This special issue of Journal of Physics: Condensed Matter comprises selected papers from the 1st International Conference on Quantum Simulators and Design (QSD2006) held in Hiroshima, Japan, 3-6 December 2006. This conference was organized under the auspices of the Development of New Quantum Simulators and Quantum Design Grant-in-Aid for Scientific Research on Priority Areas, Ministry of Education, Culture, Sports, Science and Technology of Japan (MEXT), and Hiroshima University Quantum design is a computational approach to the development of new materials with specified properties and functionalities. The basic ingredient is the use of quantum simulations to design a material that meets a given specification of properties and functionalities. For this to be successful, the quantum simulation should be highly reliable and be applicable to systems of realistic size. A central interest is, therefore, the development of new methods of quantum simulation and quantum design. This includes methods beyond the local density approximation of density functional theory (LDA), order-N methods, methods dealing with excitations and reactions, and so on, as well as the application of these methods to the design of new materials and devices. The field of quantum design has developed rapidly in the past few years and this conference provides an international forum for experimental and theoretical researchers to exchange ideas. A total of 183 delegates from 8 countries participated in the conference. There were 18 invited talks, 16 oral presentations and 100 posters. There were many new ideas and we foresee dramatic progress in the coming years. The 2nd International Conference on Quantum Simulators and Design will be held in Tokyo, Japan, 31 May-3 June 2008.

  15. Fiscal 2000 report on cooperative basic project on international energy consumption improvement/International conference project such as IPCC. International Symposium on the Kyoto Mechanisms; 2000 nendo kokusai energy shohi koritsuka nado kyoryoku kiso jigyo / IPCC nado kokusai kaigi jigyo Kyoto mechanism ni kansuru symposium hokokusho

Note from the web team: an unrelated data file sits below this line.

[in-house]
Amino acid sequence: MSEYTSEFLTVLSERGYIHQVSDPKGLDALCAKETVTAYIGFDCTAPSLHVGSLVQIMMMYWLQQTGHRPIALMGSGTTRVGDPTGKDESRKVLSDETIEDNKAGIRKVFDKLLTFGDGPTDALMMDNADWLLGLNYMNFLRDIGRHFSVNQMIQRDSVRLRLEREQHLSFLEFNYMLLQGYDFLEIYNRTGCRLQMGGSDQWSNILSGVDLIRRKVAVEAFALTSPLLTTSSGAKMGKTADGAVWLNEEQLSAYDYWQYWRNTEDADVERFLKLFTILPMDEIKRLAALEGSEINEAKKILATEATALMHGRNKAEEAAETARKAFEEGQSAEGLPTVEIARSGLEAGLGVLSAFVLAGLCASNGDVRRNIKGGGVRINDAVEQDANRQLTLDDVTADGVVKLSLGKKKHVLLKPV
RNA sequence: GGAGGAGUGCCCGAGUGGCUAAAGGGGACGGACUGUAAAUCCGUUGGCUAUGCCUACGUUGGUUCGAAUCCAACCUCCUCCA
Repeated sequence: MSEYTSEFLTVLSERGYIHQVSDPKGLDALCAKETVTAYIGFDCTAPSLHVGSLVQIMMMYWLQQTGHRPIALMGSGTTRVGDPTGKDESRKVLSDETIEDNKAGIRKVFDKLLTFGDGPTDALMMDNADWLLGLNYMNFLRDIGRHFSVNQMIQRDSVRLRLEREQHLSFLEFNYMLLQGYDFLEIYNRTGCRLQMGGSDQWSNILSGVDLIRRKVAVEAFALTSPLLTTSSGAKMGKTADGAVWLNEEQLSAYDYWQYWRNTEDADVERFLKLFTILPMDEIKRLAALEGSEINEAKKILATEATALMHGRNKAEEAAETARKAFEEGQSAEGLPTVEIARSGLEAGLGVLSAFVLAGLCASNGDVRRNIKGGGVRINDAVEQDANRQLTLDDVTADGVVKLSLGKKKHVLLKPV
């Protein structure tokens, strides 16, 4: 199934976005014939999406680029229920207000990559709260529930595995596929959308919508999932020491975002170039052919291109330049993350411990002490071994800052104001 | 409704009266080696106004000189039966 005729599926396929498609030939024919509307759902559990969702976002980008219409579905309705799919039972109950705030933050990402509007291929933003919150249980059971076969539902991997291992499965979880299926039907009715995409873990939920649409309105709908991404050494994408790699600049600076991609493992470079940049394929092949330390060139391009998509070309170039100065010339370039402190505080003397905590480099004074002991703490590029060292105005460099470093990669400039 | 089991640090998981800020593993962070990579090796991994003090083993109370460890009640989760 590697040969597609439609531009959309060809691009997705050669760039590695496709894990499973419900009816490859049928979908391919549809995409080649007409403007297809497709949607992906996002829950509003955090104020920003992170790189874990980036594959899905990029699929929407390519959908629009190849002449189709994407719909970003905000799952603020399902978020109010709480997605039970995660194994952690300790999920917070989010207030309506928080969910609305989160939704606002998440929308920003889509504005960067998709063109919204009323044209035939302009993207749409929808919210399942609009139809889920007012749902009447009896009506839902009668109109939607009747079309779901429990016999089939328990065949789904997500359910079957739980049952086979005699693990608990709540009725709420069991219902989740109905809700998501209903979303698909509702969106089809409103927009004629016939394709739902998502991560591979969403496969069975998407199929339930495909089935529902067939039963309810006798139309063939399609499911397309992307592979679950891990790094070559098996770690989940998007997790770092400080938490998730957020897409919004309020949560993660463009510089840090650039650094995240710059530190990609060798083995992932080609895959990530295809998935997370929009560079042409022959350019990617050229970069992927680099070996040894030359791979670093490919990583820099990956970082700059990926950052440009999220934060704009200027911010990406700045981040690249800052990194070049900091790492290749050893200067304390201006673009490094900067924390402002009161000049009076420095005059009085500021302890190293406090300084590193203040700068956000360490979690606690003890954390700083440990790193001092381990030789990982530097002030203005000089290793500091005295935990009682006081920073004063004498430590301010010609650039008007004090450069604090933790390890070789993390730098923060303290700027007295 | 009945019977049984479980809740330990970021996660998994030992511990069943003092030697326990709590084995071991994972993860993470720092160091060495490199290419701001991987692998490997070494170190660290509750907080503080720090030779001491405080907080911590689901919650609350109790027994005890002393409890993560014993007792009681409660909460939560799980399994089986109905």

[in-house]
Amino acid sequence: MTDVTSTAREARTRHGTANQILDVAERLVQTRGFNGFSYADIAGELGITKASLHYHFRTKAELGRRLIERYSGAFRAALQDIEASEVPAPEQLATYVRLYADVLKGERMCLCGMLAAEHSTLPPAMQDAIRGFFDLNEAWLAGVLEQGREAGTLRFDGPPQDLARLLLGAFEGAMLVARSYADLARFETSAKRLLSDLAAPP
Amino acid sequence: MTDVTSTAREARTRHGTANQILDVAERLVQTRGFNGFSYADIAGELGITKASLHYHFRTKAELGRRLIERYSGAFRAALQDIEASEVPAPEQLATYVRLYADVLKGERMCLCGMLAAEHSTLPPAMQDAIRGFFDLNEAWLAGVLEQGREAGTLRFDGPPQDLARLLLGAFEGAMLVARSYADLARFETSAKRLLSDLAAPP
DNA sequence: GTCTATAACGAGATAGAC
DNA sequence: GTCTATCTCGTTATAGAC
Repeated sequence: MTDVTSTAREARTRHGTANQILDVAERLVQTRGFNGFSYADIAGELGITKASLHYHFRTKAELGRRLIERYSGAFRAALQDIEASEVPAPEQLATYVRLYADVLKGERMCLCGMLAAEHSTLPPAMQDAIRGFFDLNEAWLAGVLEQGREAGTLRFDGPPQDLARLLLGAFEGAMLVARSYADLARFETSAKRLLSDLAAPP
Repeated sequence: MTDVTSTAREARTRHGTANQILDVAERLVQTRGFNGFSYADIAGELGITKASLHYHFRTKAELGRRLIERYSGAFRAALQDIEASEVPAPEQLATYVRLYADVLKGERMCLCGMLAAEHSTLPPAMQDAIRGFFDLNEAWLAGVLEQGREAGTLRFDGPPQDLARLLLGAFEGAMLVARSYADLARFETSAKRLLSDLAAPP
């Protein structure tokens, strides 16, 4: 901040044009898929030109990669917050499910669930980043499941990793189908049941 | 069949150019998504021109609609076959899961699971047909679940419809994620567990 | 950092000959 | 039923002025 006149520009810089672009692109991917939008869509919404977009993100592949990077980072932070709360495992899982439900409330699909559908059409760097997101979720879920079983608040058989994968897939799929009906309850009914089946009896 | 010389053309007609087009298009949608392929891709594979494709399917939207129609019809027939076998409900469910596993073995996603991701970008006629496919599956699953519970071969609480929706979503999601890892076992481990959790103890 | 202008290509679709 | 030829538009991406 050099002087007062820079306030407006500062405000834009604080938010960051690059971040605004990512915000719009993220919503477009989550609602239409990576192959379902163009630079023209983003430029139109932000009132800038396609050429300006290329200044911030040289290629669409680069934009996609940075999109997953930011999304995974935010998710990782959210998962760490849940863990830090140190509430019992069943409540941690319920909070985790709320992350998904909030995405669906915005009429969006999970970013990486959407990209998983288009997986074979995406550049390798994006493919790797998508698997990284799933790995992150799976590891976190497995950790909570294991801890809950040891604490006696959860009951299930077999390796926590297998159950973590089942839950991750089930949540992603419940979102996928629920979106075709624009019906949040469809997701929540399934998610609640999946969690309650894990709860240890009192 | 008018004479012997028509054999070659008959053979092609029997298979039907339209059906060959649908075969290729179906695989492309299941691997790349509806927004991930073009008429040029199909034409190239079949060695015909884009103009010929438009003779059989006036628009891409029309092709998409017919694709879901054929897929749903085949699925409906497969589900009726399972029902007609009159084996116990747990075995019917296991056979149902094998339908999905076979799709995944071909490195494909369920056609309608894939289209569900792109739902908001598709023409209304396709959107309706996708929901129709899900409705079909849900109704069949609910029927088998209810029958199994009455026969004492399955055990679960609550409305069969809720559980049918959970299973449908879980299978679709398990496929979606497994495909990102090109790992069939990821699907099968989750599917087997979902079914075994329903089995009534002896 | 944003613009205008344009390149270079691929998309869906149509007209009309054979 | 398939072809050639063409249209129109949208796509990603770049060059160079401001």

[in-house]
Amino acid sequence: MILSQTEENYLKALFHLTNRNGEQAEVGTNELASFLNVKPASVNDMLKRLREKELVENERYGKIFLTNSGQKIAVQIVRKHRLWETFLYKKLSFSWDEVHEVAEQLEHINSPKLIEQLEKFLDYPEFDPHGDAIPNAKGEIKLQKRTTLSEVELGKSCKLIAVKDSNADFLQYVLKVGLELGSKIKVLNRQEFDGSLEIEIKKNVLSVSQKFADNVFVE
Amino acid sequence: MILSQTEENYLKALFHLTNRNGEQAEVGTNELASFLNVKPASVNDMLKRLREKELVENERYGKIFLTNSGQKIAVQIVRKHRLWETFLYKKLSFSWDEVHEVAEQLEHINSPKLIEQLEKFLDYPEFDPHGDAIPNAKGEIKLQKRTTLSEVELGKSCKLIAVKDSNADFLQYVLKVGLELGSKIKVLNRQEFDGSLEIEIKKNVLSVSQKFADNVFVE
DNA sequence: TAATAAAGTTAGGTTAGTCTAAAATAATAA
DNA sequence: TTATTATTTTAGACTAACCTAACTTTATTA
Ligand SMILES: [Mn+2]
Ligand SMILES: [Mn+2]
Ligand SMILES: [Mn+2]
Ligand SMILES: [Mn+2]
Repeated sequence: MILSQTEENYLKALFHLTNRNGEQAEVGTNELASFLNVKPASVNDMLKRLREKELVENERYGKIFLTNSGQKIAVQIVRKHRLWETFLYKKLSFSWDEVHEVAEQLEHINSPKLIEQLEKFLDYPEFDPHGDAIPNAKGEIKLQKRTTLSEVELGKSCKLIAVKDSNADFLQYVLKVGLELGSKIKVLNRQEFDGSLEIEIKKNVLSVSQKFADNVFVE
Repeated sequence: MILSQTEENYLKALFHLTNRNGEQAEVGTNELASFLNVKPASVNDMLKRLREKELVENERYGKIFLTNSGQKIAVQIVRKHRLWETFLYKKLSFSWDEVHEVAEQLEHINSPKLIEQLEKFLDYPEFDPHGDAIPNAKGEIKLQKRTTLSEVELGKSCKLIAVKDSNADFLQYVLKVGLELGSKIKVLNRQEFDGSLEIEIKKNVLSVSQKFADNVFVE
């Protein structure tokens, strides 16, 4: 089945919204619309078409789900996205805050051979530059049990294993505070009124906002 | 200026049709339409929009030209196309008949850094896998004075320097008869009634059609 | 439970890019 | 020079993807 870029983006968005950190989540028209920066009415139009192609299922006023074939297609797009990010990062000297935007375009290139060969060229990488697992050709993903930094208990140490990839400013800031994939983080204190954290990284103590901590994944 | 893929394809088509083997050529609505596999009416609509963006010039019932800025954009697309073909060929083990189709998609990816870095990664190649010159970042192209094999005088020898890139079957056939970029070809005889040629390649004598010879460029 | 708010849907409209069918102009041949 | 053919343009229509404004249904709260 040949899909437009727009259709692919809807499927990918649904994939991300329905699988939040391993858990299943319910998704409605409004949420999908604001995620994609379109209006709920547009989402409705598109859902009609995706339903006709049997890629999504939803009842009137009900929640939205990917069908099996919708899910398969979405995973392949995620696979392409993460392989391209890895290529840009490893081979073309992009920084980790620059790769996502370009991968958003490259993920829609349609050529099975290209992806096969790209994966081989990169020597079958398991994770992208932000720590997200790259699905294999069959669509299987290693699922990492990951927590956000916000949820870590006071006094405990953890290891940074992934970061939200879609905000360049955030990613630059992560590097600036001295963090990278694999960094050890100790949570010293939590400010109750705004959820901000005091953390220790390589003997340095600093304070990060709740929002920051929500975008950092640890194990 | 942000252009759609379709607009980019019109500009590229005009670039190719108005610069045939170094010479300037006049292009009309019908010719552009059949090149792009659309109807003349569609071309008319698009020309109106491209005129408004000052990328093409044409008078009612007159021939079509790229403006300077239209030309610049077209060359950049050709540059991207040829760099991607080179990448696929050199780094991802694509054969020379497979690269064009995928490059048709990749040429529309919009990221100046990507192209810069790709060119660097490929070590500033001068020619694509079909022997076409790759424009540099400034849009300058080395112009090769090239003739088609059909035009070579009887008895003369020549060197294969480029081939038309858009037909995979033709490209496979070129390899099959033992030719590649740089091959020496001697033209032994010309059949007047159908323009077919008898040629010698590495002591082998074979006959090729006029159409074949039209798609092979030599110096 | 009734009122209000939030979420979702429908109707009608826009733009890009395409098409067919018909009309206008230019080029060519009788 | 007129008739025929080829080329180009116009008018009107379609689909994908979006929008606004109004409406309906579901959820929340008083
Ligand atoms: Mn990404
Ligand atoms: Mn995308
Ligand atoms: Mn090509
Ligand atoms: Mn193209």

Energy Technology Data Exchange (ETDEWEB)

    NONE

    2001-06-01

    The above-named symposium was held at United Nations University in the period April 12-13, 2001, and the conference is outlined in this report. The symposium aimed to contribute to the progress of international rule making and to the enhancement of mutual understanding through the exchange of views and opinions by negotiators representing their countries over the Kyoto mechanisms, the rule of emissions trading in particular, and through the analysis of negotiators' options; to discuss how international rules should be from a practical viewpoint with the participation of people related to the market or industries and engaged actively in the implementation of the mechanisms; to enrich Japanese people's knowledge about the mechanisms and to enhance their understanding of greenhouse gas emissions reduction techniques making use of the mechanism of the market; and so forth. The conference included Session 1: Current status of international negotiations and views from parties, Session 2: Toward credible and workable scheme of the mechanisms (Parts 1 and 2), and Session 3: Emissions trading - Outstanding issues and options. (NEDO)

  16. Fiscal 2000 report on cooperative basic project on international energy consumption improvement/International conference project such as IPCC. International Symposium on the Kyoto Mechanisms; 2000 nendo kokusai energy shohi koritsuka nado kyoryoku kiso jigyo / IPCC nado kokusai kaigi jigyo Kyoto mechanism ni kansuru symposium hokokusho

    Energy Technology Data Exchange (ETDEWEB)

    NONE

    2001-06-01

    The above-named symposium was held at United Nations University in the period April 12-13, 2001, and the conference is outlined in this report. The symposium aimed to contribute to the progress of international rule making and to the enhancement of mutual understanding through the exchange of views and opinions by negotiators representing their countries over the Kyoto mechanisms, the rule of emissions trading in particular, and through the analysis of negotiators' options; to discuss how international rules should be from a practical viewpoint with the participation of people related to the market or industries and engaged actively in the implementation of the mechanisms; to enrich Japanese people's knowledge about the mechanisms and to enhance their understanding of greenhouse gas emissions reduction techniques making use of the mechanism of the market; and so forth. The conference included Session 1: Current status of international negotiations and views from parties, Session 2: Toward credible and workable scheme of the mechanisms (Parts 1 and 2), and Session 3: Emissions trading - Outstanding issues and options. (NEDO)